0:06:55.6 Tim: Let's make another distinction, Junior, when we talk about vulnerability, there's voluntary vulnerability and there's involuntary vulnerability. Involuntary vulnerability means it's not your choice. You're being subjected to the vulnerability. You're being thrust into the vulnerability. There are forces that are acting upon you over which you have no control or little control that are subjecting you to vulnerability and you didn't choose it. But on the other hand, there's voluntary vulnerability, which means that you chose it. And when you choose it, it's actually a form or expression of courage. And what's interesting is that as a human being, you can't do anything good. You can't be yourself. You can't perform. You can't learn. You can't grow. You can't achieve deep connection with others unless there is some voluntary vulnerability. And so we're never going to try to eliminate it because it's so essential to the human experience as well. So we need to understand the two sides, the voluntary and the involuntary, and the fact that we absolutely need it in order to perform and grow and develop and flourish as human beings.

0:08:11.6 Junior: Well, thank you for sharing the distinction. I think that's very important. So we use this word vulnerability, but it's really an umbrella for a conversation that's very broad and very deep. And so we're going to dive into that today and try and unpack some of what lies underneath that umbrella that we call vulnerability. So there's a spectrum of response to vulnerability. And that's the next thing that we want to discuss is that we're presented with vulnerability and then something happens, right? And that something lies on a really broad spectrum. So that vulnerability could be all the way on one pole, punished, punished, hard, and on the other end, rewarded, and anything in between. So we're going to talk about that, that that is available to us. We are met with vulnerability, either as actor or there's someone in front of us who's done something vulnerable, and we have an opportunity to make some choices. We have a few options and how we deal with that vulnerability or respond, perhaps is a better word, influences the social dynamics and creates the makings for either a healthy or an unhealthy culture. So that's the hinge on which everything turns.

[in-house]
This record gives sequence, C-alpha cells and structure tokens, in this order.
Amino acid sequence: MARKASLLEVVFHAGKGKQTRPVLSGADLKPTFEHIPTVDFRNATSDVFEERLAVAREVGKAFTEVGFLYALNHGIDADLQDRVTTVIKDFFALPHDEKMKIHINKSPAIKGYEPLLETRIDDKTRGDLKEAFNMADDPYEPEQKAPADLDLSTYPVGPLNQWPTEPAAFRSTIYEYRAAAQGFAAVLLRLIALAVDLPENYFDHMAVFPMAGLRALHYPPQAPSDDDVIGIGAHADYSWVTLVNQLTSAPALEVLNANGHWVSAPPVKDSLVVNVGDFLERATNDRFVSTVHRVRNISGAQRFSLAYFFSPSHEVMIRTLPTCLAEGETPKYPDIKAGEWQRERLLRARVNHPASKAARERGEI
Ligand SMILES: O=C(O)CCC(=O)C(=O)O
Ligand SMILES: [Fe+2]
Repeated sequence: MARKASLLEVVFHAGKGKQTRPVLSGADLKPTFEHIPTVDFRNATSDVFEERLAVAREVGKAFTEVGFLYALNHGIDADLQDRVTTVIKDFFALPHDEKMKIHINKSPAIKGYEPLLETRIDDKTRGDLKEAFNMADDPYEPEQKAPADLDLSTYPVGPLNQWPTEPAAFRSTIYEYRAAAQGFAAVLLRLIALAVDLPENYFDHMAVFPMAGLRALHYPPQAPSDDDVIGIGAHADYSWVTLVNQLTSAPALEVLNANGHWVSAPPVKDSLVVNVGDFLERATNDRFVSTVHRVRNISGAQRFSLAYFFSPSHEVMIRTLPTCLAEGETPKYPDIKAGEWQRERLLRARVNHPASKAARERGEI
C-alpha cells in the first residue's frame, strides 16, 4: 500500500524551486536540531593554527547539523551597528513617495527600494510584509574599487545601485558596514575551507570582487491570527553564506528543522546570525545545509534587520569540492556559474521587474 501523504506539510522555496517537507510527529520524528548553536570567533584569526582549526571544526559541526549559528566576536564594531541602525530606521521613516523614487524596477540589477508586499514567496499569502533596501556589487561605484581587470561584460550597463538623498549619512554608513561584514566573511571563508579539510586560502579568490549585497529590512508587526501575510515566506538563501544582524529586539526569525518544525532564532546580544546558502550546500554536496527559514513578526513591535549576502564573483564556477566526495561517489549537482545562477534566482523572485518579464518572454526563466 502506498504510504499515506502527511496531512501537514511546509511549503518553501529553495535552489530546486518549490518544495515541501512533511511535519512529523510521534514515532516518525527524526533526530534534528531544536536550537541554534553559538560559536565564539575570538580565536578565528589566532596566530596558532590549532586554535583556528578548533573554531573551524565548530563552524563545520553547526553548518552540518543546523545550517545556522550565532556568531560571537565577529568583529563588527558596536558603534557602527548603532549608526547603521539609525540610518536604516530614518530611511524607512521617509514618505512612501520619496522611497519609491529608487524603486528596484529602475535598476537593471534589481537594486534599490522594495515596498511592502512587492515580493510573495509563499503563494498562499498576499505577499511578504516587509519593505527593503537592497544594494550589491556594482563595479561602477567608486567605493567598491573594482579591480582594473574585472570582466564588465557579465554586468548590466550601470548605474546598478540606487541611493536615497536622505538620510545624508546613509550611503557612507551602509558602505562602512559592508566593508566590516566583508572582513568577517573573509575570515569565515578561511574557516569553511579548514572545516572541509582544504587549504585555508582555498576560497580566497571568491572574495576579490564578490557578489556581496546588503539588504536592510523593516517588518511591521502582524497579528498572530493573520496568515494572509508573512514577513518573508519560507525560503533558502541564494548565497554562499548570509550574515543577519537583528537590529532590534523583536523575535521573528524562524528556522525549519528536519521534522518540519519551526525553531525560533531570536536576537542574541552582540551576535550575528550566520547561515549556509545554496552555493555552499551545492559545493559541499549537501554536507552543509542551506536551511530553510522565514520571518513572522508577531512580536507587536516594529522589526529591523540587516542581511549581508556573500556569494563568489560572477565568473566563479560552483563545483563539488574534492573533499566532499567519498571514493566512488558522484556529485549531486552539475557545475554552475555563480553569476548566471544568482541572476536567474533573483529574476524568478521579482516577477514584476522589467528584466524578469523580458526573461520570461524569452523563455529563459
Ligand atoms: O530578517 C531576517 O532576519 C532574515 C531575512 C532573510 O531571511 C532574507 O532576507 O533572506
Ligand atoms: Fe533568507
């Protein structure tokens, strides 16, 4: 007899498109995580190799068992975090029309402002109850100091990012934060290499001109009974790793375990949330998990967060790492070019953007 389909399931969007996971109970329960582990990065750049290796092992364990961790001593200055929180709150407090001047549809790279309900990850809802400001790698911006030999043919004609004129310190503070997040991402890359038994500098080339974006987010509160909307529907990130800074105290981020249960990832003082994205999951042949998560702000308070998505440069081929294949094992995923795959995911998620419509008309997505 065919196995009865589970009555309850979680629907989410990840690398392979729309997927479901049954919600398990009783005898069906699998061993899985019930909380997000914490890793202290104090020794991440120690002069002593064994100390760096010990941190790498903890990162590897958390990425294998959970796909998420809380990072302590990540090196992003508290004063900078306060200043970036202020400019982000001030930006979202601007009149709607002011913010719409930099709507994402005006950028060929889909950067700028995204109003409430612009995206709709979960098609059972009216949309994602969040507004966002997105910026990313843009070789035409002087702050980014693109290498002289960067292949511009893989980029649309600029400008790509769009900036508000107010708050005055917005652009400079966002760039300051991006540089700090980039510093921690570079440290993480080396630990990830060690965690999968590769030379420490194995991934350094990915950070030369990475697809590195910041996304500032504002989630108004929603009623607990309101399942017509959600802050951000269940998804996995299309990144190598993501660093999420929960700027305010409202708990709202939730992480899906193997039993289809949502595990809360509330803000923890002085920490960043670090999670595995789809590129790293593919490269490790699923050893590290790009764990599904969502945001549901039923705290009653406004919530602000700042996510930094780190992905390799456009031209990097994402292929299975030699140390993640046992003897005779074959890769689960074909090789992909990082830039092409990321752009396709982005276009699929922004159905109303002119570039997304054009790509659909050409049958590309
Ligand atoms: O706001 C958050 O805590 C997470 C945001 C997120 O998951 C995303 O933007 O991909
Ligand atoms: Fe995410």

0:09:28.8 Junior: We talk a lot about psychological safety and our definition, a culture of rewarded vulnerability. This is the stuff. This is where it all starts. It all hinges here on this mechanism of rewarding or punishing.

0:09:41.6 Tim: Well, Junior, I think we need to restate what you just said. So if you're with people, if you're in a social situation and someone commits an act of vulnerability, whatever that may be, how about just showing up? Let's just start with that because that's the first one in sequence.

0:10:00.2 Junior: And very vulnerable, very vulnerable for a lot of people.

0:10:02.2 Tim: For a lot of people, it's at the top of the list in terms of the amount of vulnerability they feel doing that. But someone begins with an act of vulnerability and they're in a social setting. There's going to be a response to that. And as you said, the response pattern to vulnerability shapes the interpersonal dynamics and the overall group dynamics. It shapes that. It shapes the culture. It shapes the experience. That's what shapes it, is that someone comes in with an act of vulnerability and then we see what happens next. And what tends to happen is that there's a pattern. And when there's a pattern, then that becomes what we call a norm. So when people either commit acts of vulnerability or respond to acts of vulnerability in a pattern like way, then we can say that we see the formation of a norm. And back to your point, it shapes the group dynamics. So how important is that? It's crucial because that determines whether this is going to be a good experience, determines the performance of that social unit. It determines everything. Everything, as you said, hinges on this.

0:11:24.6 Junior: Yeah, there doesn't seem to be anything upstream from this. And so if there's one thing that you could focus on to learn about culture, to make it better, it would probably be this. If you did nothing else but focus on rewarding vulnerability, you'd probably make it pretty far. Yeah. Don't you agree?

0:11:41.0 Tim: Yeah, I agree completely.